I didn’t want to be Debbie Downer—really—I’d been racking my brain trying to think, “What luxury had I allowed myself with my advance?” That same advance I was supposed to have received in two different installments—one in 2013 upon signing and one in 2014 upon finished copy edit—that advance I instead received a year late, all at once in December. That advance with all its tax penalties I’ll be forever paying off using the high interest monthly payment plan I finally convinced the IRS to allow me. A flood had wiped us out. While our houses (my rental and my father’s home) were untouched, the fact Highway 36 between Boulder and Lyons had literally washed away meant our family business—a once flourishing independent bookstore that was by then all mail order—suffered. The post office was closed indefinitely and my father was stranded on his thirteen acres in the mountains outside of town. My husband who worked for him could not get to his place of employment. My parents had worked all their lives to buy that property, but long story short, my dad was forced to do a reverse mortgage and my husband now works as a janitor.

I ended up telling my fellow panelists and the audience how I bought myself a new computer, something that was both a necessity and absolute luxury for someone like me. I’d been using an old PC someone had given me, a computer that was endlessly getting infected (especially with my preteen daughter using it for her own homework), and while I somehow never lost any of my novel, I did lose my entire critical thesis one week before it was due when the machine crashed. So I bought myself a brand new Apple desktop that cost more than any car I’d ever owned, but not after it took me five attempts (and the same number of panic attacks) to finally click the button labeled, BUY NOW.

As the weekend rolled along I listened to the writer who won the literary award associated with the conference discuss the research she’d done for her book. She showed us slides of the sculpture classes she’d taken in order to better identify with her artist protagonist. She’d not only hired some hot-shot prize-winning sculptor to teach her, someone who undoubtedly charged an arm and a leg for classes, the writer showed us picture after picture of her progress, joking all the while about the gigantic blocks of marble she’d butchered in pursuit of understanding the medium. I sat there thinking about how I hadn’t been able to even afford a trip to Kansas as research for my book. Instead, I explored the pasture behind my house, making sure I never looked west toward the Rockies where they stand, the flatirons there like giant slabs of dark chocolate.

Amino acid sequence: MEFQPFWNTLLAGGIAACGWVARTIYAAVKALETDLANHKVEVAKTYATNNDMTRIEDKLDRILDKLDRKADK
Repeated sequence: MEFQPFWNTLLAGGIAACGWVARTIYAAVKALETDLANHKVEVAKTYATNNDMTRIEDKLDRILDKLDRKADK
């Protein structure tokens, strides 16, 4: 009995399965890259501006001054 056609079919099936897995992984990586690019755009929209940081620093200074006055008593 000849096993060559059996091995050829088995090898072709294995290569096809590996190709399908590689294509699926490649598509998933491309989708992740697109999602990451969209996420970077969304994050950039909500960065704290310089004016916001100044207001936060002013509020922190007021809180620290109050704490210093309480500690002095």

I grew up in a bookstore so I’ve never been disillusioned that writing means instant fame and fortune but I do know this: It used to be a lot more possible for writers coming from nothing to pay their bills. In fact for the Intro to Lit class I’m teaching this summer I just played a video where Kurt Vonnegut talks about the heaps of money he used to make writing for the magazines. He finishes by saying this isn’t possible anymore.

I’ll confess: When I looked at the title for the panel—How to Live, What to Do—I’d wondered why I’d been asked to present.

I work really hard. I’m an adjunct instructor at FRCC and I teach privately via a workshop series I titled (W)rites of Passage—seasonally-inspired, I teach these classes four times a year and then I also work with clients one-on-one as a writing midwife (my version of a writing coach). I’m writing a screenplay with a friend and working as Editor-in-Chief for an up and coming literary app (think Twitter meets Flash Fiction). I do panels like the one I’m discussing or guest appearances like the workshop for teens I’d taught the night before at the library in Longmont. It can be really hard to have anything left over for my own writing.

But at least I get to talk about what I love most—literature, both the reading of and the writing of; furthermore, I’m forever learning about the craft by helping others puzzle their way through their own projects. It’s all cyclical, and some days I’m so drained I think I can’t possibly go on, but other days I’m so inspired by the writers I work with, by my own writing, by the conversation, the give and take, I can’t believe how lucky I am, how rich.

Fun fact: Each time I typed the title of this panel, I typed How to Love instead of How to Live, and I think that’s important—I think that is significant.

As for that catalpa tree I was talking about earlier? Turns out it’s not dead after all. A week ago the first leaves burst forth, a vibrant green; then last night, while I was watering the garden I saw that some of the flowers had finally unfurled. The next morning when I typed this up for the presentation, the tree watched me through the window, and as it did, it was entirely bejeweled by these temporary gems. We have to support each other as artists. We must make sure we don’t give our art away for free. We can’t let the rich and privileged steal this from us as well. Write good reviews for each other. Attend each other’s readings and events. Buy each other’s books or request them from the libraries. The catalpa might still die.